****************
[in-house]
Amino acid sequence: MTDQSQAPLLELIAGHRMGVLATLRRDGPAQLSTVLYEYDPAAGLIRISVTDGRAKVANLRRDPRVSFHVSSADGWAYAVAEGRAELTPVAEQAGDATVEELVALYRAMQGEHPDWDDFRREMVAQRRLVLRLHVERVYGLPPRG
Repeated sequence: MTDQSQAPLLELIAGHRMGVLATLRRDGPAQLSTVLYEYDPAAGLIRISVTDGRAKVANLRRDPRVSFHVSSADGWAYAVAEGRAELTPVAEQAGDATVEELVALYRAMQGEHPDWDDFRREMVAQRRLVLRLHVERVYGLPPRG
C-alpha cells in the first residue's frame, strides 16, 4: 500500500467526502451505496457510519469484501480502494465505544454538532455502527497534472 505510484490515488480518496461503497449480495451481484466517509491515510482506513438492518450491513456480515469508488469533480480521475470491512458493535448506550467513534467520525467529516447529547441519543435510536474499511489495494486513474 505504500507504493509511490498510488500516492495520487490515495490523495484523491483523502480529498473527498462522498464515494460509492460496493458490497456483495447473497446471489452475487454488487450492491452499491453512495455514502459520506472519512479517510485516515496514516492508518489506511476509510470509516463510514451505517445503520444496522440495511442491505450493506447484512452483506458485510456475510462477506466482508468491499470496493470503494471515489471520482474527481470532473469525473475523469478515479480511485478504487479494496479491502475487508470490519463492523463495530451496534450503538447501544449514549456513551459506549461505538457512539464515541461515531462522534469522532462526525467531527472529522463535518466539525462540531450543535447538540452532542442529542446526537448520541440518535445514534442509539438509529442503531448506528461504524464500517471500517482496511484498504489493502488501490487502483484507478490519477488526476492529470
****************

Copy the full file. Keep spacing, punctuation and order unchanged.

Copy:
[in-house]
Amino acid sequence: MTDQSQAPLLELIAGHRMGVLATLRRDGPAQLSTVLYEYDPAAGLIRISVTDGRAKVANLRRDPRVSFHVSSADGWAYAVAEGRAELTPVAEQAGDATVEELVALYRAMQGEHPDWDDFRREMVAQRRLVLRLHVERVYGLPPRG
Repeated sequence: MTDQSQAPLLELIAGHRMGVLATLRRDGPAQLSTVLYEYDPAAGLIRISVTDGRAKVANLRRDPRVSFHVSSADGWAYAVAEGRAELTPVAEQAGDATVEELVALYRAMQGEHPDWDDFRREMVAQRRLVLRLHVERVYGLPPRG
C-alpha cells in the first residue's frame, strides 16, 4: 500500500467526502451505496457510519469484501480502494465505544454538532455502527497534472 505510484490515488480518496461503497449480495451481484466517509491515510482506513438492518450491513456480515469508488469533480480521475470491512458493535448506550467513534467520525467529516447529547441519543435510536474499511489495494486513474 505504500507504493509511490498510488500516492495520487490515495490523495484523491483523502480529498473527498462522498464515494460509492460496493458490497456483495447473497446471489452475487454488487450492491452499491453512495455514502459520506472519512479517510485516515496514516492508518489506511476509510470509516463510514451505517445503520444496522440495511442491505450493506447484512452483506458485510456475510462477506466482508468491499470496493470503494471515489471520482474527481470532473469525473475523469478515479480511485478504487479494496479491502475487508470490519463492523463495530451496534450503538447501544449514549456513551459506549461505538457512539464515541461515531462522534469522532462526525467531527472529522463535518466539525462540531450543535447538540452532542442529542446526537448520541440518535445514534442509539438509529442503531448506528461504524464500517471500517482496511484498504489493502488501490487502483484507478490519477488526476492529470